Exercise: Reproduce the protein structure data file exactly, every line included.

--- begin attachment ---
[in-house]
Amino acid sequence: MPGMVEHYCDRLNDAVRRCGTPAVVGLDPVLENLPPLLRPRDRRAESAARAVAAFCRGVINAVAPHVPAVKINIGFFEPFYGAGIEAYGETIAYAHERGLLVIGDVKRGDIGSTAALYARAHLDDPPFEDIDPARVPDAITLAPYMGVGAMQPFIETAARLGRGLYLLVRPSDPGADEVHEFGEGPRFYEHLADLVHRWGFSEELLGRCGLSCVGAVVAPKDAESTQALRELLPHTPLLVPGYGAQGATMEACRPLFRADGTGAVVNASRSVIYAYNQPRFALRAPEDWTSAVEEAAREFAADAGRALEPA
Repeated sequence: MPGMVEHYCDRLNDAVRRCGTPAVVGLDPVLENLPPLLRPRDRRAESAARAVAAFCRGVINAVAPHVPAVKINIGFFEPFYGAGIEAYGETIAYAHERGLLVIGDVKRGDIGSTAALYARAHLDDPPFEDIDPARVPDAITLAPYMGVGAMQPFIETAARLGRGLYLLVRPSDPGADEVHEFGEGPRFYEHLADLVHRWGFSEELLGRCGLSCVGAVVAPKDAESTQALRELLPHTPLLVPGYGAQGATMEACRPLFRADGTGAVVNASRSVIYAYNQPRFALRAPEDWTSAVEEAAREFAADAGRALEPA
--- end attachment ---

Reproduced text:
[in-house]
Amino acid sequence: MPGMVEHYCDRLNDAVRRCGTPAVVGLDPVLENLPPLLRPRDRRAESAARAVAAFCRGVINAVAPHVPAVKINIGFFEPFYGAGIEAYGETIAYAHERGLLVIGDVKRGDIGSTAALYARAHLDDPPFEDIDPARVPDAITLAPYMGVGAMQPFIETAARLGRGLYLLVRPSDPGADEVHEFGEGPRFYEHLADLVHRWGFSEELLGRCGLSCVGAVVAPKDAESTQALRELLPHTPLLVPGYGAQGATMEACRPLFRADGTGAVVNASRSVIYAYNQPRFALRAPEDWTSAVEEAAREFAADAGRALEPA
Repeated sequence: MPGMVEHYCDRLNDAVRRCGTPAVVGLDPVLENLPPLLRPRDRRAESAARAVAAFCRGVINAVAPHVPAVKINIGFFEPFYGAGIEAYGETIAYAHERGLLVIGDVKRGDIGSTAALYARAHLDDPPFEDIDPARVPDAITLAPYMGVGAMQPFIETAARLGRGLYLLVRPSDPGADEVHEFGEGPRFYEHLADLVHRWGFSEELLGRCGLSCVGAVVAPKDAESTQALRELLPHTPLLVPGYGAQGATMEACRPLFRADGTGAVVNASRSVIYAYNQPRFALRAPEDWTSAVEEAAREFAADAGRALEPA